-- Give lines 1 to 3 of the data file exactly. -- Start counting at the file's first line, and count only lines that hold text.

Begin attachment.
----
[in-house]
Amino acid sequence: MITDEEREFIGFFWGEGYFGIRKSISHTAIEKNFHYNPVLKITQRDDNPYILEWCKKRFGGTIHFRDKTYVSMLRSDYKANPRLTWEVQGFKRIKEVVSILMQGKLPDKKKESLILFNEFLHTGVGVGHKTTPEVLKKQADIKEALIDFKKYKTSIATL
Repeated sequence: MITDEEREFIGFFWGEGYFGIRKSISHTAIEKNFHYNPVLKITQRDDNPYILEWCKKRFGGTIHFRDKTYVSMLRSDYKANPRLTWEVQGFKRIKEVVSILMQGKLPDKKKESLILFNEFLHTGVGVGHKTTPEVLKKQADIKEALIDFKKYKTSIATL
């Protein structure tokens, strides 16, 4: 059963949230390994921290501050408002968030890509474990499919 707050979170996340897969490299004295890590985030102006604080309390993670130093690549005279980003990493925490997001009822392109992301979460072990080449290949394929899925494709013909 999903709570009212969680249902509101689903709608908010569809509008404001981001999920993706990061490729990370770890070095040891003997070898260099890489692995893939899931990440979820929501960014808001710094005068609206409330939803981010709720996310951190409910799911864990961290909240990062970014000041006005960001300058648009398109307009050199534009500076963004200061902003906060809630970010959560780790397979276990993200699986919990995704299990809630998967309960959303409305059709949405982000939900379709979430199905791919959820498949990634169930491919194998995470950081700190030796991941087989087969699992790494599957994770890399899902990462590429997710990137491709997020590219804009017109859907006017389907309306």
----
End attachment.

[in-house]
Amino acid sequence: MITDEEREFIGFFWGEGYFGIRKSISHTAIEKNFHYNPVLKITQRDDNPYILEWCKKRFGGTIHFRDKTYVSMLRSDYKANPRLTWEVQGFKRIKEVVSILMQGKLPDKKKESLILFNEFLHTGVGVGHKTTPEVLKKQADIKEALIDFKKYKTSIATL
Repeated sequence: MITDEEREFIGFFWGEGYFGIRKSISHTAIEKNFHYNPVLKITQRDDNPYILEWCKKRFGGTIHFRDKTYVSMLRSDYKANPRLTWEVQGFKRIKEVVSILMQGKLPDKKKESLILFNEFLHTGVGVGHKTTPEVLKKQADIKEALIDFKKYKTSIATL